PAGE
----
I wrote this poem in 2008. While writing it, I finally learned that sometimes things that mattered not at all to me often mattered a great deal to someone else. This poem is from Dark Matter, and was one of the poems that won the 2009 Ellen La Forge Poetry Prize.
Mysterious white rock fingers on Mars
Dust blows on every world, I tell her
as we stand at the edge of the cemetery.
She is angered over the deadness where the grass
wore down. While we argue solutions I think
of Mars, how a strange unburial exposed
a crater’s heart so that white rock pointed
into the landscape like the cenotaph
for a whole planet. Here the small, rigid
gravestones mock us, their marble cold
as pointed fingers. My mother insists
that some seed will fix the erosion,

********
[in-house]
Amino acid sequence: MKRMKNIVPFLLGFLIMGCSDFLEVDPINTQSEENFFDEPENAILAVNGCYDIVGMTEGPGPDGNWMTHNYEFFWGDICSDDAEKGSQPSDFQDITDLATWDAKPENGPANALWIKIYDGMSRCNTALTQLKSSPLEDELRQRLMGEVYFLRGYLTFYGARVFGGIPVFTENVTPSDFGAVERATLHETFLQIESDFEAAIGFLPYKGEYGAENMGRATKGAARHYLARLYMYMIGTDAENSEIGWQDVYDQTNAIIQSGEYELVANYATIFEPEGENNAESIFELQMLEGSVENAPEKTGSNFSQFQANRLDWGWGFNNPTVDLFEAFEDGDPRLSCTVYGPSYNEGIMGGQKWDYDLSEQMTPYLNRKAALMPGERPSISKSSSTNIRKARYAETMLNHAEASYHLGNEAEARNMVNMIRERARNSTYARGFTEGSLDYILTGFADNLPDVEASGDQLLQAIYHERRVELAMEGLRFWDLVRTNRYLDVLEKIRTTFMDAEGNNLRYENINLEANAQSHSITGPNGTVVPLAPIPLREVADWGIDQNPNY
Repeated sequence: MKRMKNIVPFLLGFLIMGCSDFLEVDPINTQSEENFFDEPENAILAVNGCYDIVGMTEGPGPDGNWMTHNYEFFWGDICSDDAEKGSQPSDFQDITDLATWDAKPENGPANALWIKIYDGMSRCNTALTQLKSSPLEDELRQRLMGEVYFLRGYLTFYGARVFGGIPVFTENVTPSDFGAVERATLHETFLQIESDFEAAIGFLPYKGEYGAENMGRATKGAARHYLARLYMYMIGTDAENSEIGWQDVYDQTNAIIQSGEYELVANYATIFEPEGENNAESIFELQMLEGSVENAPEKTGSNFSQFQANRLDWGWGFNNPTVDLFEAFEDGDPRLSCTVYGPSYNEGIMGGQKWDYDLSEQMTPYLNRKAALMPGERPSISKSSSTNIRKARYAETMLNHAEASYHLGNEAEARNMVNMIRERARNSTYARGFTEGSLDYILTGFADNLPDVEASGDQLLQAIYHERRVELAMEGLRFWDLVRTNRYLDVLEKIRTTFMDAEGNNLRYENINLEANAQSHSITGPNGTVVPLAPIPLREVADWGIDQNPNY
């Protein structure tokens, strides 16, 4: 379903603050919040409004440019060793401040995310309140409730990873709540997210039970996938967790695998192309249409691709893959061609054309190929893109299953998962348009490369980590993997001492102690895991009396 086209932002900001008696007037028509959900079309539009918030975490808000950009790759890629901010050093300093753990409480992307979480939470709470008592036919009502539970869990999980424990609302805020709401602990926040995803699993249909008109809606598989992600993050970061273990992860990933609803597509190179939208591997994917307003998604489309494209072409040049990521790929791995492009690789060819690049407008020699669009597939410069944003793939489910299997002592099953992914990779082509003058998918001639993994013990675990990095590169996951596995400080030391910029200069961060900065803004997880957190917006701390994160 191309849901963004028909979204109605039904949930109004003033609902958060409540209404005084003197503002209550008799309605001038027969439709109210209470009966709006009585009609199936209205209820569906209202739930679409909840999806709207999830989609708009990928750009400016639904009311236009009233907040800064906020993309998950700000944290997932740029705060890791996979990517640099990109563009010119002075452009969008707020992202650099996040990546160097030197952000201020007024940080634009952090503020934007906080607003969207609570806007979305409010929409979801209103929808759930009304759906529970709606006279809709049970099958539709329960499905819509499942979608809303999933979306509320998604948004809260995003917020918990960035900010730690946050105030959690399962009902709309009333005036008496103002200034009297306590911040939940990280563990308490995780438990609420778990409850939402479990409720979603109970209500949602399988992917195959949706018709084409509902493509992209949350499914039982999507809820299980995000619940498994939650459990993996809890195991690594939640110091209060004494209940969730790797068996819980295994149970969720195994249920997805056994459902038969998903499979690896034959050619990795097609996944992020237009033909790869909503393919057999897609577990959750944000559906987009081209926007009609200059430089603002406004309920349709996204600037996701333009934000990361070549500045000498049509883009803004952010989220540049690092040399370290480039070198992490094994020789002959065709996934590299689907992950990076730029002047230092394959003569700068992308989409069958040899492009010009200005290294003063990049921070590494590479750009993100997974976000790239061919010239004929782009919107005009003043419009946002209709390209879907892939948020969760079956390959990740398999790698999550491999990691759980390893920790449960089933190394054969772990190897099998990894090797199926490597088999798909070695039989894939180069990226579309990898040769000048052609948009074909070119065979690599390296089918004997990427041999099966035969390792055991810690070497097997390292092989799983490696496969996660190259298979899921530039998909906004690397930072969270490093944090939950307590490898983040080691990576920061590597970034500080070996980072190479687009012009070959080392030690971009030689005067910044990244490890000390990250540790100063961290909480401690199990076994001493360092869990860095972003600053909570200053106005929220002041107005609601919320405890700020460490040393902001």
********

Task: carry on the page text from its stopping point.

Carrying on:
but I can’t help the wind or the crows
that abandon feathers everywhere,
littering the dead with indifferent fluttering.
Nana will never notice, I say and receive
her shoulder turning away from me,
the stiffness more evident than the love
as she walks to the stone. I follow, carefully
avoiding the pansies that have returned again
this April, their tiny petals trembling like wings
against the rocky ground.
September 2015 – Aldrich Press/Kelsay Books
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